Nanotechnology Now

Our NanoNews Digest Sponsors


Heifer International

Wikipedia Affiliate Button

Home > Press > Rice rolls out new nanocars: Fluorescent imaging shows models operate at room temperature

Abstract:
This year's model isn't your father's nanocar. It runs cool.

The drivers of Rice University's nanocars were surprised to find modified versions of their creation have the ability to roll at room temperature. While practical applications for the tiny machines may be years away, the breakthrough suggests they'll be easier to adapt to a wider range of uses than the originals, which had to be heated to 200 degrees Celsius before they could move across a surface.

Rice rolls out new nanocars: Fluorescent imaging shows models operate at room temperature

Houston, TX | Posted on February 2nd, 2009

The nanocar was a sensation when introduced in 2005 by the lab of James Tour, Rice's Chao Professor of Chemistry and a professor of mechanical engineering and materials science and computer science.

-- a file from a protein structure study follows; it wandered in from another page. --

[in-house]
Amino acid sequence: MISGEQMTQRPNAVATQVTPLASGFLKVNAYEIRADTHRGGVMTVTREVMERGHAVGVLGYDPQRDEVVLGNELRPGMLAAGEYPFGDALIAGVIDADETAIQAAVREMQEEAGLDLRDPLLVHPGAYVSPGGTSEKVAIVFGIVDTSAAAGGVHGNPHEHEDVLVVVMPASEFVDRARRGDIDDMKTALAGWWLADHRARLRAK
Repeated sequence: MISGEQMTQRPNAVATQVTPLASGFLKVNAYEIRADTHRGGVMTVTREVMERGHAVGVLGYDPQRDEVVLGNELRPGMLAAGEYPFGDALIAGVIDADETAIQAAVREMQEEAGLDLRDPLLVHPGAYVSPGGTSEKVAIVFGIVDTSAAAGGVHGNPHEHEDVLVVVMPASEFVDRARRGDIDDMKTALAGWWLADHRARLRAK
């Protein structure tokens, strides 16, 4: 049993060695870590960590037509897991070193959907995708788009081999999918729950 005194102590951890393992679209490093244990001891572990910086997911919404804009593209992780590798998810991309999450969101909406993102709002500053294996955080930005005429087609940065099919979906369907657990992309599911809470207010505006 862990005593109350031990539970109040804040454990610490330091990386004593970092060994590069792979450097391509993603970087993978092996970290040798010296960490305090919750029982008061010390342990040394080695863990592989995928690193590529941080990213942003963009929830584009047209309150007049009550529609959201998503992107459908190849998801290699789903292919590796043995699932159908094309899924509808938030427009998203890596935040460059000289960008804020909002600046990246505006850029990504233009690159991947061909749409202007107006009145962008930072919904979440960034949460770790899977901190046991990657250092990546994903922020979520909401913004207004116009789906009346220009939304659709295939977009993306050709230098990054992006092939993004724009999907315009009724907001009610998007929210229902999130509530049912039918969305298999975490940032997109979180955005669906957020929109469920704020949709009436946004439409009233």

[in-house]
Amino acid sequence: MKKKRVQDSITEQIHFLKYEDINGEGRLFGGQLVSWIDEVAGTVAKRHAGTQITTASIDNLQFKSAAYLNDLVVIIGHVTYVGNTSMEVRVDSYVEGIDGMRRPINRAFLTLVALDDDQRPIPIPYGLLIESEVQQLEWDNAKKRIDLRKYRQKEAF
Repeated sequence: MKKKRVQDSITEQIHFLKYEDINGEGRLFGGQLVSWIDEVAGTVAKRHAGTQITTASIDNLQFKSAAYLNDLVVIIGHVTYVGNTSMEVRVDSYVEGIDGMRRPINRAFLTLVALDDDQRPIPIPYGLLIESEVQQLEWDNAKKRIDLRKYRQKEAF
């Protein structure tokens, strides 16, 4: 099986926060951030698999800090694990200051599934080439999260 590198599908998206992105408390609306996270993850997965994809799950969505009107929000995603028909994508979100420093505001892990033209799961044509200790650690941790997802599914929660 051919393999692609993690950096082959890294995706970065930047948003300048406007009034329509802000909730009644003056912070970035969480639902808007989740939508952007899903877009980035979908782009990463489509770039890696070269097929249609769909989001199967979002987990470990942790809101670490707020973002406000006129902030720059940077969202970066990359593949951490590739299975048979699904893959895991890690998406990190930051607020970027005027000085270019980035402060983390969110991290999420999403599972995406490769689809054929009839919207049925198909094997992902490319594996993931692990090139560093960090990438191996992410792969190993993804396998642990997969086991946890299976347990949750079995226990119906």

Tour's original single-molecule car had buckyball wheels and flexible axles, and it served as a proof-of-concept for the manufacture of machines at the nanoscale. A light-activated paddlewheel motor was later attached to propel it, and the wheels were changed from buckyballs to carboranes. These were easier to synthesize and permitted the motor to move, because the buckyball wheels trapped the light energy that served as fuel before the motor could turn. Since then, nanotrucks, nanobackhoes and other models have been added to the Rice showroom.

A large-scale representation of the nanocar made its public debut in Houston's famous Art Car Parade last year.